Marissa Doyle: Question...so you've got a website, you're on MySpace and Facebook, you've got a blog (though it's not a me-me-me blog--it's more content-based), you're on AmazonConnect, blah blah blah. What else can or should you be doing while you're madly at work writing the next book (which needs to take priority over everything)?
Sara Dobie: Well, obviously, you’re all set with an online presence. The answer here is that you should still arrange a couple signings/events, regardless of how much time you’re spending on your next book. You still need to be out there—making appearances, showing your face to your fans, and signing and selling books. Nothing is more effective than a smile and a handshake. Make the time. Attend events and even networking soirees. Don’t lock yourself in your closet and give people the chance to forget how amazing, intelligent, and social you are.
(Great website, by the way, Marissa, but what about events? I’d suggest putting a schedule on your website. Keep those events coming, even if you are busy on your next beautiful book!)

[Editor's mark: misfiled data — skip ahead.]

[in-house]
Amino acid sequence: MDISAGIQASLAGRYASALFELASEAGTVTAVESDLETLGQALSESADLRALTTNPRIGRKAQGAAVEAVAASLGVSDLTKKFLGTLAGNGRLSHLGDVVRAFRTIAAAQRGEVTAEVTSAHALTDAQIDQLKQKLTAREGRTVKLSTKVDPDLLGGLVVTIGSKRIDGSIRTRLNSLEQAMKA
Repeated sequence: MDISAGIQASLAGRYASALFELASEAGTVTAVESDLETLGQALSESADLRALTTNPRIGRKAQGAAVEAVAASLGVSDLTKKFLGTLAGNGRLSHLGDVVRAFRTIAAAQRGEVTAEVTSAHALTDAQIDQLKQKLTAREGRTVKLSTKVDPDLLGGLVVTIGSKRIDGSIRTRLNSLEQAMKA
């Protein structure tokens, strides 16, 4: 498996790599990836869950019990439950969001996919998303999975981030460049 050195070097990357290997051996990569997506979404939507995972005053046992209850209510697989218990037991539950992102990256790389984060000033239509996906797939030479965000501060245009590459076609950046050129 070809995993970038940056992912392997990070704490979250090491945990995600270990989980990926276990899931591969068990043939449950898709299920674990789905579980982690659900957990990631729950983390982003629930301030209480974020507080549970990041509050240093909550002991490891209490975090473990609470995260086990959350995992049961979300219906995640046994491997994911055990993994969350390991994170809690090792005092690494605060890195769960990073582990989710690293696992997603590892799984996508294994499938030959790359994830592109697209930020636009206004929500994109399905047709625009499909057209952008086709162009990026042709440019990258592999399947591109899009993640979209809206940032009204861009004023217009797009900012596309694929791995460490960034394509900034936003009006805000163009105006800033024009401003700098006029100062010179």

sruble: Do you have any promotion advice for illustrators or author/illustrators that’s different from what authors should do to promote themselves?
Sara Dobie: It’s a lot more important for illustrators to have hands-on activities. In school visits/bookstore events, you should be able to display your technique to the masses. Example? If you use watercolors in your illustrations, you should be able to do some actual watercolor painting in front of your audience. You should then be able to bring them in to the experience—especially kids. Schedule yourself for art classes where kids (and even adults) can observe and imitate your technique. The more specific, the better; a detailed program will aid in your promotion process. It’s a sales tactic. It’s “look what I can do-don’t you want to do it too?” It makes teachers and bookstore owners feel better and trust you, because you have a detailed plan for your appearance. The audience won’t be bored, they’ll learn something, and nothing is better than word of mouth. If you give a good, organized, entertaining program once, it’s sure to happen again.
Thanks so much Sara for the great information on book promotion, and thanks to everyone that asked questions!
About Sara: Sara Dobie is the Public Relations Coordinator for Sylvan Dell Publishing. She has been featured on the ForeWord Publishing Insider blog, SellingBooks.com, and AllBookMarketing.com. If you’re an author without a website, she will find you and throw tomatoes. Rotten ones.